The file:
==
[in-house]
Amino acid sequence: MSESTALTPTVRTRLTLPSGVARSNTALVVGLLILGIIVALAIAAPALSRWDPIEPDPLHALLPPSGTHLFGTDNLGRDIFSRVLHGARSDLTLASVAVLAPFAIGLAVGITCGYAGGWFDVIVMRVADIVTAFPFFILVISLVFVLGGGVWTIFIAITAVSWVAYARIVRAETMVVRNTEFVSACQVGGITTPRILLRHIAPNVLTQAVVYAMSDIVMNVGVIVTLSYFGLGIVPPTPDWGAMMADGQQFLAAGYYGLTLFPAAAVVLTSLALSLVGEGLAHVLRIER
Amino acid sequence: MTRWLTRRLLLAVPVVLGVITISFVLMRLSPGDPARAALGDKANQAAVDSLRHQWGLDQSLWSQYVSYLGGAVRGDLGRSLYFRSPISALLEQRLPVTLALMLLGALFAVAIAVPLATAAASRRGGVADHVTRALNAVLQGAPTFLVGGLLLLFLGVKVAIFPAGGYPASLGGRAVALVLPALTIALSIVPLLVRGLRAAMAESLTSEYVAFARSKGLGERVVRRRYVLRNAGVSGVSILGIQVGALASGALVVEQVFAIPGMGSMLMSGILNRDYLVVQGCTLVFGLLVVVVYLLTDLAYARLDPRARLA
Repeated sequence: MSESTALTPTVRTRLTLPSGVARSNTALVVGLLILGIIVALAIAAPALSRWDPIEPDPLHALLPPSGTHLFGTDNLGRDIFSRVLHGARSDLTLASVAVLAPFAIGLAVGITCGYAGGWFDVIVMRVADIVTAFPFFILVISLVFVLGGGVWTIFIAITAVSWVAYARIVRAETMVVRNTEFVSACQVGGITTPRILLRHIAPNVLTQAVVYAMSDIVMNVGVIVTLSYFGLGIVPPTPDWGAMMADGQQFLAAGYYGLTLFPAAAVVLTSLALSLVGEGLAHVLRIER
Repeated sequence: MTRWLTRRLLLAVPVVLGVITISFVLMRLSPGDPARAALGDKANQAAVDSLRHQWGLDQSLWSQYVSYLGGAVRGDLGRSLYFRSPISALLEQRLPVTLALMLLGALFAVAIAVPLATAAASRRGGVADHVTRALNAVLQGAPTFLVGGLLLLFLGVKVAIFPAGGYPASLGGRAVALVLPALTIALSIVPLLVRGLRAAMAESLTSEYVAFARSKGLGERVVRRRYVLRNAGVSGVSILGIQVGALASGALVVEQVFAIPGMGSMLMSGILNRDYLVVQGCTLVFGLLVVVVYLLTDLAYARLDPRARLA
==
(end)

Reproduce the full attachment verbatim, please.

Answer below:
[in-house]
Amino acid sequence: MSESTALTPTVRTRLTLPSGVARSNTALVVGLLILGIIVALAIAAPALSRWDPIEPDPLHALLPPSGTHLFGTDNLGRDIFSRVLHGARSDLTLASVAVLAPFAIGLAVGITCGYAGGWFDVIVMRVADIVTAFPFFILVISLVFVLGGGVWTIFIAITAVSWVAYARIVRAETMVVRNTEFVSACQVGGITTPRILLRHIAPNVLTQAVVYAMSDIVMNVGVIVTLSYFGLGIVPPTPDWGAMMADGQQFLAAGYYGLTLFPAAAVVLTSLALSLVGEGLAHVLRIER
Amino acid sequence: MTRWLTRRLLLAVPVVLGVITISFVLMRLSPGDPARAALGDKANQAAVDSLRHQWGLDQSLWSQYVSYLGGAVRGDLGRSLYFRSPISALLEQRLPVTLALMLLGALFAVAIAVPLATAAASRRGGVADHVTRALNAVLQGAPTFLVGGLLLLFLGVKVAIFPAGGYPASLGGRAVALVLPALTIALSIVPLLVRGLRAAMAESLTSEYVAFARSKGLGERVVRRRYVLRNAGVSGVSILGIQVGALASGALVVEQVFAIPGMGSMLMSGILNRDYLVVQGCTLVFGLLVVVVYLLTDLAYARLDPRARLA
Repeated sequence: MSESTALTPTVRTRLTLPSGVARSNTALVVGLLILGIIVALAIAAPALSRWDPIEPDPLHALLPPSGTHLFGTDNLGRDIFSRVLHGARSDLTLASVAVLAPFAIGLAVGITCGYAGGWFDVIVMRVADIVTAFPFFILVISLVFVLGGGVWTIFIAITAVSWVAYARIVRAETMVVRNTEFVSACQVGGITTPRILLRHIAPNVLTQAVVYAMSDIVMNVGVIVTLSYFGLGIVPPTPDWGAMMADGQQFLAAGYYGLTLFPAAAVVLTSLALSLVGEGLAHVLRIER
Repeated sequence: MTRWLTRRLLLAVPVVLGVITISFVLMRLSPGDPARAALGDKANQAAVDSLRHQWGLDQSLWSQYVSYLGGAVRGDLGRSLYFRSPISALLEQRLPVTLALMLLGALFAVAIAVPLATAAASRRGGVADHVTRALNAVLQGAPTFLVGGLLLLFLGVKVAIFPAGGYPASLGGRAVALVLPALTIALSIVPLLVRGLRAAMAESLTSEYVAFARSKGLGERVVRRRYVLRNAGVSGVSILGIQVGALASGALVVEQVFAIPGMGSMLMSGILNRDYLVVQGCTLVFGLLVVVVYLLTDLAYARLDPRARLA